In addition to Helina Jolly and Tamara Baldwin, Gaylean Davies and Jacob Fischer-Schmidt are core members of the Collective.

Our collective seeks to interrogate the motivations for research, and focus on community engagement as a research tool. Gender fragments but also creates community, and is performed, resisted and reproduced in social relations. Research in community always encounters gender. Our collective seeks to develop a network that works to articulate methods and tools to consider these gendered dynamics inherent to working and researching in community. These considerations bring together theoretical and practical considerations towards gathering knowledge that promotes gender justice.

  1. Fostering dialogue towards a culture that (re)frames research questions through gender+
  2. Creating an environment and network to support researchers in our community to bring gender+ into their research from the beginning research question-generation stages, "gendering" research throughout; gender mainstreaming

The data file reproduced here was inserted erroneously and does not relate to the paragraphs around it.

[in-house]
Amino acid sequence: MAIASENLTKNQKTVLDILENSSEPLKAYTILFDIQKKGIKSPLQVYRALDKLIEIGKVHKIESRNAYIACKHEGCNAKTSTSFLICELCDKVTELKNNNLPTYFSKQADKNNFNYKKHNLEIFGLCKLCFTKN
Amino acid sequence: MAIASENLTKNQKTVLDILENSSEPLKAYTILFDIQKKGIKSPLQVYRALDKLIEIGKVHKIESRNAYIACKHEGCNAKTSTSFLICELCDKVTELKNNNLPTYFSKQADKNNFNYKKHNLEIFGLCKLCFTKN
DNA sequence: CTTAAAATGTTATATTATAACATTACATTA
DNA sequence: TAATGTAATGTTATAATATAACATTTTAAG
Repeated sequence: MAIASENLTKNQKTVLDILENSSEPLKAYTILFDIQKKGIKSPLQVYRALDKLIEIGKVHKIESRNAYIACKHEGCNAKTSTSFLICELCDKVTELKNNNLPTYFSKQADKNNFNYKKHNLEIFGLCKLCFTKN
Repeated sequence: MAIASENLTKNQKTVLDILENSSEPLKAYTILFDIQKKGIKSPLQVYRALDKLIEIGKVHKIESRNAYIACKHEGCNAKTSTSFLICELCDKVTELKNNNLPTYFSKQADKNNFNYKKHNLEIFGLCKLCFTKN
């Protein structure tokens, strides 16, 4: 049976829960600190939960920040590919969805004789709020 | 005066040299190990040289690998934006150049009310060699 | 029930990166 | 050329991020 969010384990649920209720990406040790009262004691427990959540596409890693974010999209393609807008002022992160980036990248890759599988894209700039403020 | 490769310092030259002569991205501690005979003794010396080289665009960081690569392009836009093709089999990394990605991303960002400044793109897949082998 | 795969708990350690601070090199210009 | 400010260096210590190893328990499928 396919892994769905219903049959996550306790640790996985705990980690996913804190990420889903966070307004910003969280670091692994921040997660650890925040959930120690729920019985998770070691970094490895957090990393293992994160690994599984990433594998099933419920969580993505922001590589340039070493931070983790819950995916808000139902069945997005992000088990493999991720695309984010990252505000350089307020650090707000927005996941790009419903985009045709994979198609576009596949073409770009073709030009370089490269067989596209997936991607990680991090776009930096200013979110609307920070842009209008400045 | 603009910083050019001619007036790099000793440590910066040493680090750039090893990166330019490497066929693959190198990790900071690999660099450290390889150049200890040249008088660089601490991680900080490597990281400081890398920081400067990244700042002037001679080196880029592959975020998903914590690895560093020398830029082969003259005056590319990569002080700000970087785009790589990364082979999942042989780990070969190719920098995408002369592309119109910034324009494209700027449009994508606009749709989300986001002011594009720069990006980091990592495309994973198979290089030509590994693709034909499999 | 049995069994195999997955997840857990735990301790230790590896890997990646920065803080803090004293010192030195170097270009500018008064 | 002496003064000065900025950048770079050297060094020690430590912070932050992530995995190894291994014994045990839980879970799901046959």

3. Developing a framework and resources to support gender+ lensing
  4. Promoting the integration of intersectionality as an analytical framework into gender research, highlighting how gender is entangled with race, class, Indigeneity, ability, nationality and other relations.

Status of Women Canada refers to Gender Based Analysis Plus as : “GBA+ is an analytical process used to assess how diverse groups of women, men and non-binary people may experience policies, programs and initiatives. The “plus” in GBA+ acknowledges that GBA goes beyond biological (sex) and socio-cultural (gender) differences. We all have multiple identity factors that intersect to make us who we are; GBA+ also considers many other identity factors, like race, ethnicity, religion, age, and mental or physical disability.”